The latest data from the Australian Bureau of Statistics has shown that migrants are officially "more employable than Australian-born job seekers", as reported by The Australian filling 81,000 new jobs in the past year.
According the The Australian;
A detailed analysis of the Bureau of Statistics jobs data shows that while immigrants account for less than 30 per cent of the labour force, they have claimed more than half the jobs created since the start of 2010.
Rather than struggling to fit in, as opposition citizenship spokeswoman Teresa Gambaro suggests, newly arrived immigrants are going straight to work and helping keep the economy growing. The figures for November, which are not seasonally adjusted, place the unemployment rate for Australian-born at 5 per cent and the overseas-born at 4.8 per cent.
Immigrants from Britain and Ireland had an unemployment rate of 2.8 per cent, Malaysia 3.8 per cent and The Philippines 4.8 per cent. The Chinese were on par with the Australian-born at 5 per cent, the New Zealanders above them at 5.4 per cent and the Indians at 6.8 per cent.
But the New Zealand- and India-born are still gaining jobs overall and their participation rates of 78.7 per cent and 76.9 per cent respectively are much better than the Australian-born figure of 68.1 per cent.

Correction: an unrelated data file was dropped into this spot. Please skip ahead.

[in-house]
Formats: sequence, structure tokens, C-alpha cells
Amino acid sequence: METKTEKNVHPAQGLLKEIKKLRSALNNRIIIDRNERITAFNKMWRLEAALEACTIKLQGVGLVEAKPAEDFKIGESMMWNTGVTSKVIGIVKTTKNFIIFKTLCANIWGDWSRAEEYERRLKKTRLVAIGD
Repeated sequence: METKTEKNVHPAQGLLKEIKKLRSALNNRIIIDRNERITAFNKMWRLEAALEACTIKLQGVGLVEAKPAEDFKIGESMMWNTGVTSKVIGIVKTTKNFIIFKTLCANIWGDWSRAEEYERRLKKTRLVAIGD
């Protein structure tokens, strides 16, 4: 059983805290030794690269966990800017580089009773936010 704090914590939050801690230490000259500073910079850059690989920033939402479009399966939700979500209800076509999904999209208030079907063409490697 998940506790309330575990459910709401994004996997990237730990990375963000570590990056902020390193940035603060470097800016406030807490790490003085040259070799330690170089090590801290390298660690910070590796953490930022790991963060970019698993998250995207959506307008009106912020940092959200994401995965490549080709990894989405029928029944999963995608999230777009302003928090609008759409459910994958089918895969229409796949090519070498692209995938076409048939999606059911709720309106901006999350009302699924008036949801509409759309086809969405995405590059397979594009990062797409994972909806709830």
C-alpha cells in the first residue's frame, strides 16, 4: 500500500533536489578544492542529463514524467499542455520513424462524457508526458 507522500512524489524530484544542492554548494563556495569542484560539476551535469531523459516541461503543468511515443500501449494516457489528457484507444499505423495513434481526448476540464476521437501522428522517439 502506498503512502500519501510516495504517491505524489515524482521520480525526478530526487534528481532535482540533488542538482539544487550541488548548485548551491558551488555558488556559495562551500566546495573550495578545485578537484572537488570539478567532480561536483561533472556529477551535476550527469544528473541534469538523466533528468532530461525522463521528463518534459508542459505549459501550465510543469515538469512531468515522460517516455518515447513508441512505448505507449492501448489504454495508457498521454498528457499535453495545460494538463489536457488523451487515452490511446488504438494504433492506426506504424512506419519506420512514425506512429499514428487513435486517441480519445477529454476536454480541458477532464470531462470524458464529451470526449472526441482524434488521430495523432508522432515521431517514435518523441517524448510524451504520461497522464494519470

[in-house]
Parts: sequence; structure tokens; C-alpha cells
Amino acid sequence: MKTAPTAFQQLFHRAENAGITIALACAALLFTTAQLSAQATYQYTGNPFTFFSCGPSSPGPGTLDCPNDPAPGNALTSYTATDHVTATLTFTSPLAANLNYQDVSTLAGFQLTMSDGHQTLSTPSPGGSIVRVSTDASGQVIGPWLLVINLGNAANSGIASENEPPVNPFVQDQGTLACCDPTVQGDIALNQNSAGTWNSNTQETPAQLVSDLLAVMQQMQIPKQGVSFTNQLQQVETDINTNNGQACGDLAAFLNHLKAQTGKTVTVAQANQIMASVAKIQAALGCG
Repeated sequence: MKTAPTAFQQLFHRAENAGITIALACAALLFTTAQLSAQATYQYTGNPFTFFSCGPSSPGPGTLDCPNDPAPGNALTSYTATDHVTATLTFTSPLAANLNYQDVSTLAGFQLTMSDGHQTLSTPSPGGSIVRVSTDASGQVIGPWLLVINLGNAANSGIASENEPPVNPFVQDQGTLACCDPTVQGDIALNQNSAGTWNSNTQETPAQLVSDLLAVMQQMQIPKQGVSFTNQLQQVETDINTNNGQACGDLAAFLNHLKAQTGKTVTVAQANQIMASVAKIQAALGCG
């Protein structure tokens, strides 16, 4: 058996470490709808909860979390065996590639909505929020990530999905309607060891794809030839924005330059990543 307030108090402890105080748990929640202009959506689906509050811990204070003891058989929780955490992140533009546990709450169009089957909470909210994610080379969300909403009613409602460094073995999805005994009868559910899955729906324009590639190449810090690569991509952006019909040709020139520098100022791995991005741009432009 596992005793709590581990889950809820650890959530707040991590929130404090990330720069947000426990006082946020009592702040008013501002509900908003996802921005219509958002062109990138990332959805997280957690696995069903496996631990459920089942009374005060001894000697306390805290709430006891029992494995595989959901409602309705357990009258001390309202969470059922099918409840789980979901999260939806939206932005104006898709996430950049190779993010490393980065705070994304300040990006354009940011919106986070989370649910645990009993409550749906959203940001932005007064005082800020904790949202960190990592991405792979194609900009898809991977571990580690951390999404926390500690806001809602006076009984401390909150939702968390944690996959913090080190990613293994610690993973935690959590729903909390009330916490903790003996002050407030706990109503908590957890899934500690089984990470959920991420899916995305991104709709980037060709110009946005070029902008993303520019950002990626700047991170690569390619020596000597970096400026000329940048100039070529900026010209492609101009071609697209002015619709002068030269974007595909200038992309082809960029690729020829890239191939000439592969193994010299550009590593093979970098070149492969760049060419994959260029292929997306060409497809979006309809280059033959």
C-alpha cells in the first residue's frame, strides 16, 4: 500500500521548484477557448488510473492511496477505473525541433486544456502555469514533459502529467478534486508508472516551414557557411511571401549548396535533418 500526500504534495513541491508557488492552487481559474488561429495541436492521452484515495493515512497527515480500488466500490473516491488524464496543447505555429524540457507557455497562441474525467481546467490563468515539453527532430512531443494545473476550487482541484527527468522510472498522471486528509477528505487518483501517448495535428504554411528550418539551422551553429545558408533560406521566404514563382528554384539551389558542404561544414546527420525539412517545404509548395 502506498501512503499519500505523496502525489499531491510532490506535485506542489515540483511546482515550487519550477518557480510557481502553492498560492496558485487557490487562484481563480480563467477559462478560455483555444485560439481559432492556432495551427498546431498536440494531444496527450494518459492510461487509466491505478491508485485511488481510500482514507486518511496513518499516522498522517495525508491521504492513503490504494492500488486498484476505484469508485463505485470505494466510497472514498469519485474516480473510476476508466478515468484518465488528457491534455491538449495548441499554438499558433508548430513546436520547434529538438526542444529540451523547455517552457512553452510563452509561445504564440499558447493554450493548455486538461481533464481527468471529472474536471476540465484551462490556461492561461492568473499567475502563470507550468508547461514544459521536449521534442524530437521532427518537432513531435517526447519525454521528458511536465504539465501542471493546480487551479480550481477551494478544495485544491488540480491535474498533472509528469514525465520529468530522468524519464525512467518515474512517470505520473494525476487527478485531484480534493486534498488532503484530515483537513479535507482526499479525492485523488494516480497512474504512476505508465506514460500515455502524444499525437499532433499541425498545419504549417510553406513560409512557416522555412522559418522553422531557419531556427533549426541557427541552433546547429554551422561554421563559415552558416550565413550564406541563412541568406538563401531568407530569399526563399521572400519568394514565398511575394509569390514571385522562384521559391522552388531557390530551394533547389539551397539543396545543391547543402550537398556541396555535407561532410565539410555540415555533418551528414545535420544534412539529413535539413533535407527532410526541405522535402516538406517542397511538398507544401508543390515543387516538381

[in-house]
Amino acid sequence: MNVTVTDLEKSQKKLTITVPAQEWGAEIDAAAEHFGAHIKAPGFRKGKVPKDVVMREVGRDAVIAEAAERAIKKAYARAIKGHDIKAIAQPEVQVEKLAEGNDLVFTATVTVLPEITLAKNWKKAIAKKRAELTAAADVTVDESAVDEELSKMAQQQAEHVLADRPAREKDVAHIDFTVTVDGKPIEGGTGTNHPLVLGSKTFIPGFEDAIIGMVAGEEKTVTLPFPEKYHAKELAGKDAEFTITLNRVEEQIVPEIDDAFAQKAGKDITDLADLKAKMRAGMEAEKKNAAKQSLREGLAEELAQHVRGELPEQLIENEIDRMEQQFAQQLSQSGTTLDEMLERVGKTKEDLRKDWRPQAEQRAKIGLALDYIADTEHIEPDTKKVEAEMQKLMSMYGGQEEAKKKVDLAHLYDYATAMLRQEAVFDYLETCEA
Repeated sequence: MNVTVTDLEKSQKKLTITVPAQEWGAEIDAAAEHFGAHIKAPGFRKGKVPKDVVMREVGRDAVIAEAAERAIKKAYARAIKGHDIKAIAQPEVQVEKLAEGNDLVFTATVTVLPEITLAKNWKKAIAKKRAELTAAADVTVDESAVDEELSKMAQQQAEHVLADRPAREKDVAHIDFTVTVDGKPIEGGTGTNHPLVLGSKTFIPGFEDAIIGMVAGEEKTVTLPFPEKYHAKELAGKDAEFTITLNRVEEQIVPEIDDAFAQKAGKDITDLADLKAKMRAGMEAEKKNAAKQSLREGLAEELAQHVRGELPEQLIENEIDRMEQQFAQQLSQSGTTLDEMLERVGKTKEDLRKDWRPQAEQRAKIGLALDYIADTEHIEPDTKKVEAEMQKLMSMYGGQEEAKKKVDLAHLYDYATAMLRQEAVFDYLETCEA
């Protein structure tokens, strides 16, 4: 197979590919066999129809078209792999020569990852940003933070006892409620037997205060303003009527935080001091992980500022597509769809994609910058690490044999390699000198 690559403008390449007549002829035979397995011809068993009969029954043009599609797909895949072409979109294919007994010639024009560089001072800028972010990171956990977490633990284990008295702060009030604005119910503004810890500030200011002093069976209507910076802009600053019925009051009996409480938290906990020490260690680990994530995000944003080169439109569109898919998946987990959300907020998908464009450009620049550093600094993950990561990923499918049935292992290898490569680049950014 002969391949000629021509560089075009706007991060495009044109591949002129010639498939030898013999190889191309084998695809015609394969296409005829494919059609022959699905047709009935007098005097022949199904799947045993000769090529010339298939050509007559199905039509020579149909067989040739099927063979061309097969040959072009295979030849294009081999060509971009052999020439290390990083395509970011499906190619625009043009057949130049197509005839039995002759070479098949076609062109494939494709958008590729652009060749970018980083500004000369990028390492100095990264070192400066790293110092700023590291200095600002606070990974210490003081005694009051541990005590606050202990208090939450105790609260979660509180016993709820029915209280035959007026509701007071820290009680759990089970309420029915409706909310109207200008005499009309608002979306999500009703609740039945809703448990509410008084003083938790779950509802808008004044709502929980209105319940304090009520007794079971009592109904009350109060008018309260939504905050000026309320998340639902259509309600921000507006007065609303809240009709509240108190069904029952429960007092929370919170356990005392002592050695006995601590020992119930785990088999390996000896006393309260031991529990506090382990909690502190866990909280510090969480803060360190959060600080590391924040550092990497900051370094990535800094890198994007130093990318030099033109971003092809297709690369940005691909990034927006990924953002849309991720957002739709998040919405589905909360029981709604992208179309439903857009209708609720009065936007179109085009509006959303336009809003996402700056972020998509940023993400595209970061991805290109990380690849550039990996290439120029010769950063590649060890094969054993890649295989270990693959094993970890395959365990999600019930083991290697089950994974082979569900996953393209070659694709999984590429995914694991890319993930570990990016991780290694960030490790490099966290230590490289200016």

Vietnamese-born and the Lebanese-born have above-average unemployment rates of 9.7 per cent and 8.4 per cent, respectively, and below-average participation rates (58 per cent and 45.3 per cent).
The Vietnamese and Lebanese have traditionally suffered higher unemployment rates because their intakes contained large numbers of refugees who arrived during Australia's stagflation era in the 1970s and early 1980s.
The latest immigrant waves -- from old and new source countries -- have been greeted by a booming economy.
The big four overseas-born groups in Australia today are from Britain and Ireland, New Zealand, China and India. Between them, because of their sheer numbers, they claimed the bulk of the jobs in the 12 months to November.
The New Zealanders were the most popular with employers, with an extra 33,000 hired, the Chinese second with 23,700, the British and Irish with 21,400 and the Indians another 13,100.
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